Maria Monk holding her infant, from the
antecedent / culture

Nativism, Violence, and the Origins of the Paranoid Style

How a lurid 19th-century memoir of sexual abuse produced one of the ugliest features of American politics.
In 1826, the bishop of the Boston diocese, Jean-Louis Lefebvre de Cheverus, approved the construction of the Ursuline Convent school on a 24-acre property on a hilltop overlooking Boston Harbor. With financing from wealthy Boston families enthusiastic about the prospect of giving their daughters a private education to rival those of affluent boys, a lavish three-story brick house was built on a sprawling estate. But late into the night on Aug. 11, 1834, spurred by rumors that a nun named Elizabeth Harrison was being held at Ursuline against her will, an angry mob of Protestant men laid siege to the school, setting it ablaze with tar barrels. As the school burned to the ground, the nuns and students absconded out a back entrance.
The United States in the 1830s was a time of nativism and deepening anti-Catholic resentment. The country was experiencing a massive influx of Irish immigrants, almost all of whom were Catholic. Protestants in New England and New York became wary, even paranoid, of the threat of the country tipping toward the Roman Catholic Church. Puritanism was one of the driving forces behind the American Revolution just a few decades prior, and Protestants cherished and would aggressively defend its independence from Rome. The idea that “popery” might be seeping into the states, taking a multitude of insidious forms, was a cause for alarm.

Incipient nationalist movements took advantage of this widespread fear, disseminating conspiracy theories suggesting that the Irish were smuggling in a “foreign Catholic menace” that would not only usurp Protestantism but eventually topple American democracy. It was this wave of anti-Catholic bigotry that made something as heinous as the Ursuline school burning possible, as Protestant newspapers and demagogues preyed on people’s suspicions that parochial schools were run by the Vatican. Everyone involved in the convent burning was eventually acquitted of wrongdoing, further underscoring the grip of anti-Catholic sentiment.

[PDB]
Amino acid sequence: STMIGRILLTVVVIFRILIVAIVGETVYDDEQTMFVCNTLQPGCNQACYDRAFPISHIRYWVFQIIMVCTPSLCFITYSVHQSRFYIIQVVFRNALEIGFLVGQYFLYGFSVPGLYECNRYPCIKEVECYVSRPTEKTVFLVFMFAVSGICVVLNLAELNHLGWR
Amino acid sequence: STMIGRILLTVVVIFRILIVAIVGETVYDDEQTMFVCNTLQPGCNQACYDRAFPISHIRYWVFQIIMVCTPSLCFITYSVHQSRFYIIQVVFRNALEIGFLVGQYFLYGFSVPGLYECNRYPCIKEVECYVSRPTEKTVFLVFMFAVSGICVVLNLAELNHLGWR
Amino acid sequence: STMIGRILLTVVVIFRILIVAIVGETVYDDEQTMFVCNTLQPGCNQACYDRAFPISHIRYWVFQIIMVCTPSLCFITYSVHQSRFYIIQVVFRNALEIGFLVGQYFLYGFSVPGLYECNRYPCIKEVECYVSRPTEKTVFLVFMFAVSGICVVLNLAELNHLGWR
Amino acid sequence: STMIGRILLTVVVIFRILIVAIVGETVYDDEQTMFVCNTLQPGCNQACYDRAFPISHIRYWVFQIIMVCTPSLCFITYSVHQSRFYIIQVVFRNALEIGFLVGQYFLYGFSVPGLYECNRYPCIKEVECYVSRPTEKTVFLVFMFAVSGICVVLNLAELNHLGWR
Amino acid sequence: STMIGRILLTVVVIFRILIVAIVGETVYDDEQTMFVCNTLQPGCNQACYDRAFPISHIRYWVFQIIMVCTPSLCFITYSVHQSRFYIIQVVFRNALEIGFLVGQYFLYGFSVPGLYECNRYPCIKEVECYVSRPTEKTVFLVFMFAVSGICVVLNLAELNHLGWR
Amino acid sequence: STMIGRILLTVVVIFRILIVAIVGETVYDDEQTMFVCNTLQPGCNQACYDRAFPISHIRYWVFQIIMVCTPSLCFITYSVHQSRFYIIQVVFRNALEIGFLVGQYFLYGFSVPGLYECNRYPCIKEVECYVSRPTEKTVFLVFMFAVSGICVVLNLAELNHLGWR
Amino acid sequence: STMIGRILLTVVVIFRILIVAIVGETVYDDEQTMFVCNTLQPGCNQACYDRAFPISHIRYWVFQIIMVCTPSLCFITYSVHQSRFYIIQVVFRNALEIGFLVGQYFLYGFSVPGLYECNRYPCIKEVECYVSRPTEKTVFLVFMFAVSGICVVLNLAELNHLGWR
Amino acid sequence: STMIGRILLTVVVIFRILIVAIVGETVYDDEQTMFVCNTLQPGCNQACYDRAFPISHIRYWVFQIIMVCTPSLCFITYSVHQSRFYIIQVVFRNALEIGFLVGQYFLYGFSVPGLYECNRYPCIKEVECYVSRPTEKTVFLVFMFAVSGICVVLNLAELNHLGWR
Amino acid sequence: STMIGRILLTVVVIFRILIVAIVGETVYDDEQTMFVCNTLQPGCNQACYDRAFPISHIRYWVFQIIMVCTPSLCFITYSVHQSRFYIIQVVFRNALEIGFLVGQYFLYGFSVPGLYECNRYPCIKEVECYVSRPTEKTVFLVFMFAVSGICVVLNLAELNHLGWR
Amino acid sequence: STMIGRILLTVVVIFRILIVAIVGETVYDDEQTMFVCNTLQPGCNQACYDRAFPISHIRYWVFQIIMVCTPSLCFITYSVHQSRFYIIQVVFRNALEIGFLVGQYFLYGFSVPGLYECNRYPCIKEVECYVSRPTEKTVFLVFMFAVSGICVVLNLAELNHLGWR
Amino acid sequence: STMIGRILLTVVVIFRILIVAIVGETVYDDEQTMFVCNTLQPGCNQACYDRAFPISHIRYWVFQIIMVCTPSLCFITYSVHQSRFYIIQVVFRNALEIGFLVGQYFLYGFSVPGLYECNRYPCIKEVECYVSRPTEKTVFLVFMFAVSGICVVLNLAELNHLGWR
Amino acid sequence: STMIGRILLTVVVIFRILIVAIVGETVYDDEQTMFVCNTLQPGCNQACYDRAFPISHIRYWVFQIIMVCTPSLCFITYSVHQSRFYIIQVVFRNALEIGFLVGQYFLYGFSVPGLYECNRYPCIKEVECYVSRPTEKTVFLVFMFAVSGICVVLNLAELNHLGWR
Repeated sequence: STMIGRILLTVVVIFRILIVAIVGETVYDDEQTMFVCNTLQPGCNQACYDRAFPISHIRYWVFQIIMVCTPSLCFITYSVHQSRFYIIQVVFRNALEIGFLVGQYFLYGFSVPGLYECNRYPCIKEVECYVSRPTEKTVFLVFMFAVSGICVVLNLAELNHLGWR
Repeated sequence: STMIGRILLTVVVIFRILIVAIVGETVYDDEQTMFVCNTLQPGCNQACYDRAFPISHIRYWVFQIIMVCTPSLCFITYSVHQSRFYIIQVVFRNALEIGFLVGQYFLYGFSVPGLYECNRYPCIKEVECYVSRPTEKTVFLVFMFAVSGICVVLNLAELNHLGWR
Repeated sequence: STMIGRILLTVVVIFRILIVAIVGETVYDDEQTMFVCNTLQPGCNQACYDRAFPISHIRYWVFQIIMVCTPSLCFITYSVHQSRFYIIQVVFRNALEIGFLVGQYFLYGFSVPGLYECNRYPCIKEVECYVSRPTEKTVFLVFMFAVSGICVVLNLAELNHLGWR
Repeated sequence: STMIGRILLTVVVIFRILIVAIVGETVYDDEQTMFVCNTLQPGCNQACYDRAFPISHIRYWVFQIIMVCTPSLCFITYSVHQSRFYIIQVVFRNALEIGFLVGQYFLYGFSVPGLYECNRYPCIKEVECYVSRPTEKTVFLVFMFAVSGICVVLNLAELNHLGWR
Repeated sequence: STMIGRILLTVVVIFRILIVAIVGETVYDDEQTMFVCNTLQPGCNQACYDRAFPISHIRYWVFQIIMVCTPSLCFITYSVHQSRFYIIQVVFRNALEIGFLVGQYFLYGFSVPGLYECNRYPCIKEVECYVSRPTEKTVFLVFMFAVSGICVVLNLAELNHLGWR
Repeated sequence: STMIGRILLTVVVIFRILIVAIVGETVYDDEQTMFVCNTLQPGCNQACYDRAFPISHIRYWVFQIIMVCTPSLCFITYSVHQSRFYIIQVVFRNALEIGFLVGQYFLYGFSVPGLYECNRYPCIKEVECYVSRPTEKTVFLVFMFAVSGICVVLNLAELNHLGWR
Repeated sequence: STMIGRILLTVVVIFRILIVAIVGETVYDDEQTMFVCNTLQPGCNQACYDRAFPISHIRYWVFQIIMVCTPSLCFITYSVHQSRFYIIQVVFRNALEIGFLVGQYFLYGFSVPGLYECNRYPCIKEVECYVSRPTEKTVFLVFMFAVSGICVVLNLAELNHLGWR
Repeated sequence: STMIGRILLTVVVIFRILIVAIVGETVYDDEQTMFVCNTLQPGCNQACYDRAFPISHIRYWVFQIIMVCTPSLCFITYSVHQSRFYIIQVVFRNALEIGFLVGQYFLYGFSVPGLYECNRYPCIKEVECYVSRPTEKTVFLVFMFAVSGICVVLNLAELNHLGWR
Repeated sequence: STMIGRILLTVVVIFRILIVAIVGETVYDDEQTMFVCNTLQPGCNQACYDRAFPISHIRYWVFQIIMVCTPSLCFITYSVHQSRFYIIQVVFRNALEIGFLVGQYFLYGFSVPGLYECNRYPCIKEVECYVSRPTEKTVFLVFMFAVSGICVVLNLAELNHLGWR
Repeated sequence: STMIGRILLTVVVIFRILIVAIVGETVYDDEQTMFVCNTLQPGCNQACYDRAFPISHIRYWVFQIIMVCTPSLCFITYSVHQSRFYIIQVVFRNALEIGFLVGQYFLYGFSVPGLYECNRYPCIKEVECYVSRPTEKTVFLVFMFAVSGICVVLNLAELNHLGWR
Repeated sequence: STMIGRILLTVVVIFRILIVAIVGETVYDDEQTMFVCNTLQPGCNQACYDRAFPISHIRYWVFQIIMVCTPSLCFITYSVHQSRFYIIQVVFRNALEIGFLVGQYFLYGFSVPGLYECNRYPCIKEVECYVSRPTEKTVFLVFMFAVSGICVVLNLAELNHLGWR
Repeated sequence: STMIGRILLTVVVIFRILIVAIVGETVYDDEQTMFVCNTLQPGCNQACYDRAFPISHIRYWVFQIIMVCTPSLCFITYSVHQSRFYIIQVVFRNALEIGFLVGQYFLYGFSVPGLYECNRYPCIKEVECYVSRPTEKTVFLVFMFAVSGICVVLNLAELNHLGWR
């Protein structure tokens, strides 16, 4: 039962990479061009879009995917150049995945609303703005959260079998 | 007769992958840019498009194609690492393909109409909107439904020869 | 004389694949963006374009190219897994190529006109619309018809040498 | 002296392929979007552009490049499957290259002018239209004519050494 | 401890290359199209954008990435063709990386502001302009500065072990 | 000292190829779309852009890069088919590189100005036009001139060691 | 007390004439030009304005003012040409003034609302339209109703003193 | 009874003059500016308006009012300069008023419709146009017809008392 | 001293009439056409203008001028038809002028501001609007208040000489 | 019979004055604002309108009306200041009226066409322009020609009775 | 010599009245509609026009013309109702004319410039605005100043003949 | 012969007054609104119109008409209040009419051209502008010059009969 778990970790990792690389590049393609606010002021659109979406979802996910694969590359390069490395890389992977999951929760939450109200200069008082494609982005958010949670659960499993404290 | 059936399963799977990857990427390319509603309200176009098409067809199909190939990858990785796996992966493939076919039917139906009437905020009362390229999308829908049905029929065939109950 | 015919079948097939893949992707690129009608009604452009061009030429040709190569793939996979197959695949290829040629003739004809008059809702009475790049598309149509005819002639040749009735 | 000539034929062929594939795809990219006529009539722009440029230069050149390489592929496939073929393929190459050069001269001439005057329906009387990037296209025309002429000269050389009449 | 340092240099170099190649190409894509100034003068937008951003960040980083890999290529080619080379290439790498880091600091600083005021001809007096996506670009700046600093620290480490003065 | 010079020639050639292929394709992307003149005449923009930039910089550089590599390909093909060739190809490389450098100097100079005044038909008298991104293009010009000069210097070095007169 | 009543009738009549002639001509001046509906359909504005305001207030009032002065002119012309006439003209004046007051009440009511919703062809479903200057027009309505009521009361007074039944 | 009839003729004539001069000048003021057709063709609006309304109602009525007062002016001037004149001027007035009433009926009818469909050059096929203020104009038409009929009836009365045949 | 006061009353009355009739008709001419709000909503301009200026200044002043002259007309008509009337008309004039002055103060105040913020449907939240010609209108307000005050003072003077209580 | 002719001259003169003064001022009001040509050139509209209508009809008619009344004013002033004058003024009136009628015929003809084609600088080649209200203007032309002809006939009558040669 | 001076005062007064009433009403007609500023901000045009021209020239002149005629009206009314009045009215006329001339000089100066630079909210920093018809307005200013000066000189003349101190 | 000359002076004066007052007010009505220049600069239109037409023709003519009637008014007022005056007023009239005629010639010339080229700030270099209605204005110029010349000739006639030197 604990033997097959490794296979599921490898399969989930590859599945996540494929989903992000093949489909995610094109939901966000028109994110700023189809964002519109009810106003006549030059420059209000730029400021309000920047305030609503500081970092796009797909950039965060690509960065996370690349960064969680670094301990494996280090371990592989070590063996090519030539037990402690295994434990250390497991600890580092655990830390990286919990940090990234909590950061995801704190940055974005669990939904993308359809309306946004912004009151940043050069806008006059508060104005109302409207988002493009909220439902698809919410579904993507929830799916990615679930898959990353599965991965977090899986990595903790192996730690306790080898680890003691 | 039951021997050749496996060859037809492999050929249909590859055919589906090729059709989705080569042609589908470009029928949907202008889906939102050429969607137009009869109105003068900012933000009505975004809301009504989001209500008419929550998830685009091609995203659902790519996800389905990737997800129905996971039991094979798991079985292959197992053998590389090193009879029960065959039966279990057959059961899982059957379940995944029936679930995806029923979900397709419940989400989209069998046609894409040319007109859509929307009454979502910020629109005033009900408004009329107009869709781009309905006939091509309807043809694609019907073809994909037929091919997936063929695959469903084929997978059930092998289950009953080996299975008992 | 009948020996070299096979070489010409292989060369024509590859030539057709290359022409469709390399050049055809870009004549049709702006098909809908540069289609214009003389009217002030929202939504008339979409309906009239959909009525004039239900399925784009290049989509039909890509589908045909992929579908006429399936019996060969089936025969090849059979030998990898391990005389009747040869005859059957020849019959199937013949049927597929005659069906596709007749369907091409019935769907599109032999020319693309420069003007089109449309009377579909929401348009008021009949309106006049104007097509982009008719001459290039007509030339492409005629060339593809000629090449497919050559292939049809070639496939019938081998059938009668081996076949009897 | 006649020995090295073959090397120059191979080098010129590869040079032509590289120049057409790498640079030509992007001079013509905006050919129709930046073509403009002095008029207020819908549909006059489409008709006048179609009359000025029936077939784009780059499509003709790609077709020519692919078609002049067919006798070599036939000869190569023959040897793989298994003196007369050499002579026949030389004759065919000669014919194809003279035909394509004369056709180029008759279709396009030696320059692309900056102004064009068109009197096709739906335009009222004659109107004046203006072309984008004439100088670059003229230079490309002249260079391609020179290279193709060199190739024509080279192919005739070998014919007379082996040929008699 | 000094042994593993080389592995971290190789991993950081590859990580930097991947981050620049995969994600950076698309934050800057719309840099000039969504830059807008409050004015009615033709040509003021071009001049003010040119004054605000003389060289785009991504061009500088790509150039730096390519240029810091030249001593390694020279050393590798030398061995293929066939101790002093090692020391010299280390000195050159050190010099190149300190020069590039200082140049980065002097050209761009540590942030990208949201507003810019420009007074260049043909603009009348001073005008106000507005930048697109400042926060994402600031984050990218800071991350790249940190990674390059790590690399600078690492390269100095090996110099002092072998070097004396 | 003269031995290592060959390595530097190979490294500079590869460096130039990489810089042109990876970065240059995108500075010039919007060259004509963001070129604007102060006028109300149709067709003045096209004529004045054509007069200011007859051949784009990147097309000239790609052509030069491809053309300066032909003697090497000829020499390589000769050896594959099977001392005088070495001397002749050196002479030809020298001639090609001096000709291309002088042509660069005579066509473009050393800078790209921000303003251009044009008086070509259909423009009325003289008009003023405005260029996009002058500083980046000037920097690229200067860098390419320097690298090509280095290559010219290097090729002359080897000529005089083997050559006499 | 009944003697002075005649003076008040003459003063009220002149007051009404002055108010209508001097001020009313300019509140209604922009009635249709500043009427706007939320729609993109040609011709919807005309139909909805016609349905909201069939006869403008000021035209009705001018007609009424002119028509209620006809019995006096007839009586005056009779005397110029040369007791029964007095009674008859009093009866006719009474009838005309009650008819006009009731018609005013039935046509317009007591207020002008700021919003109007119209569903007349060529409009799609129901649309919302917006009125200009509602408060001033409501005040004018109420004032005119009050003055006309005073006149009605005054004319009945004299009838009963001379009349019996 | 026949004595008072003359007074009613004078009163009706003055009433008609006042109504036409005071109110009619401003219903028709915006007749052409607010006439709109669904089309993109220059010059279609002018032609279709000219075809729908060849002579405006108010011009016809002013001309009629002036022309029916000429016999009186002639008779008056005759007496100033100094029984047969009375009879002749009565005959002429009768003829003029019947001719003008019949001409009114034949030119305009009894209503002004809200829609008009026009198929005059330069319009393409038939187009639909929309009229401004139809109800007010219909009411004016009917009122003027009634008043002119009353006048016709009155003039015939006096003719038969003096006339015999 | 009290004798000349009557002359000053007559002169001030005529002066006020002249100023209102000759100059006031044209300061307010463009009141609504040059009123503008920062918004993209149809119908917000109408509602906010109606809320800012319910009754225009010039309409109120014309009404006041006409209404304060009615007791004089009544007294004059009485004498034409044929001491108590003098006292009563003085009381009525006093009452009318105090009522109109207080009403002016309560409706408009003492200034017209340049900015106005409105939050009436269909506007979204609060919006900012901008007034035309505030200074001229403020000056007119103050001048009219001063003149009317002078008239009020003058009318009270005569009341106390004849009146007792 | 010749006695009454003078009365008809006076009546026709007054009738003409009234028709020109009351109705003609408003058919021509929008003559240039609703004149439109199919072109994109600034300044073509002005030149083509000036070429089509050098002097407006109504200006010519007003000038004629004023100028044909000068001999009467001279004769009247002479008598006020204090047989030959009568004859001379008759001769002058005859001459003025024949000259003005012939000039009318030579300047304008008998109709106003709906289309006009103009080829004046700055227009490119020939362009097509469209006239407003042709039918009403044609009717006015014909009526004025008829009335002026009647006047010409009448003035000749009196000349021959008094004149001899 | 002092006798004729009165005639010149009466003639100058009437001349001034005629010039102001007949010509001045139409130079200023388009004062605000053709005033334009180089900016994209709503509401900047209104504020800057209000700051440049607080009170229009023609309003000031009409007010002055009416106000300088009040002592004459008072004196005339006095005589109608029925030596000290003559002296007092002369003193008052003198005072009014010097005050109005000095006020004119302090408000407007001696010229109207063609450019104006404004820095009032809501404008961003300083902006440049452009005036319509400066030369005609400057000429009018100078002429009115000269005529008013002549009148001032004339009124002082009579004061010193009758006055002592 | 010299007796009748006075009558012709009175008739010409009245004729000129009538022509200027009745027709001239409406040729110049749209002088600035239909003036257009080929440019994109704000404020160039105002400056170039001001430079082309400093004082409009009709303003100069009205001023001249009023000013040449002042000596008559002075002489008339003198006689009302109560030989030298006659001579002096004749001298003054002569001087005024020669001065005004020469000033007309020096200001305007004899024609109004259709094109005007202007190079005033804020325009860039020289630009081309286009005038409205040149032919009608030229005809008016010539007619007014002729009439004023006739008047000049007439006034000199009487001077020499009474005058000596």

This nativist fury made Americans vulnerable to all manner of far-flung conspiracy theories and fantasist propaganda, and produced the ideal atmosphere for perhaps the most bizarre, lurid episode in the history of American agitprop: the publication of The Awful Disclosures of Maria Monk, the alleged autobiography of a young woman who claimed to have lived in a convent in Montreal rife with rape, torture, and systematic infanticide.
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